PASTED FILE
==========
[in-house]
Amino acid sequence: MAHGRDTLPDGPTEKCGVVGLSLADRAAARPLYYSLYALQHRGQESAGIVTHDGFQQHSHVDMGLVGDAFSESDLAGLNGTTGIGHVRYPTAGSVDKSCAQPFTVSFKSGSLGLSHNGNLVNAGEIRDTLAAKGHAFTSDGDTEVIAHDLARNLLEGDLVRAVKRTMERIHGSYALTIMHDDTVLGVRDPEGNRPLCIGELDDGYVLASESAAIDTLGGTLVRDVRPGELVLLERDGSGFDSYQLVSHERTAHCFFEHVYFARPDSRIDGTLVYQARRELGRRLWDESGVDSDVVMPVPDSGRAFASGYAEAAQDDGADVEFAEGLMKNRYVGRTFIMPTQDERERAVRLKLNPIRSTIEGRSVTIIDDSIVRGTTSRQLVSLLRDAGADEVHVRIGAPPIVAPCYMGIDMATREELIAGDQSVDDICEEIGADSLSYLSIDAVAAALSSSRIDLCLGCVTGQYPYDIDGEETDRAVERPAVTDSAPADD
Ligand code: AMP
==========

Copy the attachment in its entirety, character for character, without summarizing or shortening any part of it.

[in-house]
Amino acid sequence: MAHGRDTLPDGPTEKCGVVGLSLADRAAARPLYYSLYALQHRGQESAGIVTHDGFQQHSHVDMGLVGDAFSESDLAGLNGTTGIGHVRYPTAGSVDKSCAQPFTVSFKSGSLGLSHNGNLVNAGEIRDTLAAKGHAFTSDGDTEVIAHDLARNLLEGDLVRAVKRTMERIHGSYALTIMHDDTVLGVRDPEGNRPLCIGELDDGYVLASESAAIDTLGGTLVRDVRPGELVLLERDGSGFDSYQLVSHERTAHCFFEHVYFARPDSRIDGTLVYQARRELGRRLWDESGVDSDVVMPVPDSGRAFASGYAEAAQDDGADVEFAEGLMKNRYVGRTFIMPTQDERERAVRLKLNPIRSTIEGRSVTIIDDSIVRGTTSRQLVSLLRDAGADEVHVRIGAPPIVAPCYMGIDMATREELIAGDQSVDDICEEIGADSLSYLSIDAVAAALSSSRIDLCLGCVTGQYPYDIDGEETDRAVERPAVTDSAPADD
Ligand code: AMP